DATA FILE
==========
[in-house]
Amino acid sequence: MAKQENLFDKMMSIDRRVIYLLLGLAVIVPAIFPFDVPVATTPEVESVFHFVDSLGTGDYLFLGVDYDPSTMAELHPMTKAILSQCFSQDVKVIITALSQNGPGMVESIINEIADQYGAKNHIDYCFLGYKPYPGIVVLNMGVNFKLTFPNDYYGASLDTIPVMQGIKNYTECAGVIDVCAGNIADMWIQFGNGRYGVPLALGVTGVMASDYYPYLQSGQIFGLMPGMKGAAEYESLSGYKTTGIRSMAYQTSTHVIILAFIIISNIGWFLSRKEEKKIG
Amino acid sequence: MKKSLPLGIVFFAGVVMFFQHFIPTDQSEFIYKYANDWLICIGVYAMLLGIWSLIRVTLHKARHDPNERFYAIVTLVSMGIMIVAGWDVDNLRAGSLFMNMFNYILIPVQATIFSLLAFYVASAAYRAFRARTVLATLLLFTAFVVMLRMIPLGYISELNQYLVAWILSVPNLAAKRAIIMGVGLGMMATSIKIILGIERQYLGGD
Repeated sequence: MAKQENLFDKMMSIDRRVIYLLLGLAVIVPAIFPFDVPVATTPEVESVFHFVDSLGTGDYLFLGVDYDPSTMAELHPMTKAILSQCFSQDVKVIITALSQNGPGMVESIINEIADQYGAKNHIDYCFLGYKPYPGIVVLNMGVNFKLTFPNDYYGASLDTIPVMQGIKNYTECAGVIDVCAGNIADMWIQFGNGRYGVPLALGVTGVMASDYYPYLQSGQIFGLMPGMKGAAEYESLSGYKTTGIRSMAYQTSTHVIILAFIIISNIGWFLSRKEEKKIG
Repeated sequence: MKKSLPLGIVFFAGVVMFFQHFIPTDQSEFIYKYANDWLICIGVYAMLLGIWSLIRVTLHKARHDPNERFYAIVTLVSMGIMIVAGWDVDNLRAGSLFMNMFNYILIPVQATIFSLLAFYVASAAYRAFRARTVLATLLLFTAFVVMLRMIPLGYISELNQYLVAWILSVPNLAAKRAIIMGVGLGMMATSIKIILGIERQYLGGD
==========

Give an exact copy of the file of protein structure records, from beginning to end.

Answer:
[in-house]
Amino acid sequence: MAKQENLFDKMMSIDRRVIYLLLGLAVIVPAIFPFDVPVATTPEVESVFHFVDSLGTGDYLFLGVDYDPSTMAELHPMTKAILSQCFSQDVKVIITALSQNGPGMVESIINEIADQYGAKNHIDYCFLGYKPYPGIVVLNMGVNFKLTFPNDYYGASLDTIPVMQGIKNYTECAGVIDVCAGNIADMWIQFGNGRYGVPLALGVTGVMASDYYPYLQSGQIFGLMPGMKGAAEYESLSGYKTTGIRSMAYQTSTHVIILAFIIISNIGWFLSRKEEKKIG
Amino acid sequence: MKKSLPLGIVFFAGVVMFFQHFIPTDQSEFIYKYANDWLICIGVYAMLLGIWSLIRVTLHKARHDPNERFYAIVTLVSMGIMIVAGWDVDNLRAGSLFMNMFNYILIPVQATIFSLLAFYVASAAYRAFRARTVLATLLLFTAFVVMLRMIPLGYISELNQYLVAWILSVPNLAAKRAIIMGVGLGMMATSIKIILGIERQYLGGD
Repeated sequence: MAKQENLFDKMMSIDRRVIYLLLGLAVIVPAIFPFDVPVATTPEVESVFHFVDSLGTGDYLFLGVDYDPSTMAELHPMTKAILSQCFSQDVKVIITALSQNGPGMVESIINEIADQYGAKNHIDYCFLGYKPYPGIVVLNMGVNFKLTFPNDYYGASLDTIPVMQGIKNYTECAGVIDVCAGNIADMWIQFGNGRYGVPLALGVTGVMASDYYPYLQSGQIFGLMPGMKGAAEYESLSGYKTTGIRSMAYQTSTHVIILAFIIISNIGWFLSRKEEKKIG
Repeated sequence: MKKSLPLGIVFFAGVVMFFQHFIPTDQSEFIYKYANDWLICIGVYAMLLGIWSLIRVTLHKARHDPNERFYAIVTLVSMGIMIVAGWDVDNLRAGSLFMNMFNYILIPVQATIFSLLAFYVASAAYRAFRARTVLATLLLFTAFVVMLRMIPLGYISELNQYLVAWILSVPNLAAKRAIIMGVGLGMMATSIKIILGIERQYLGGD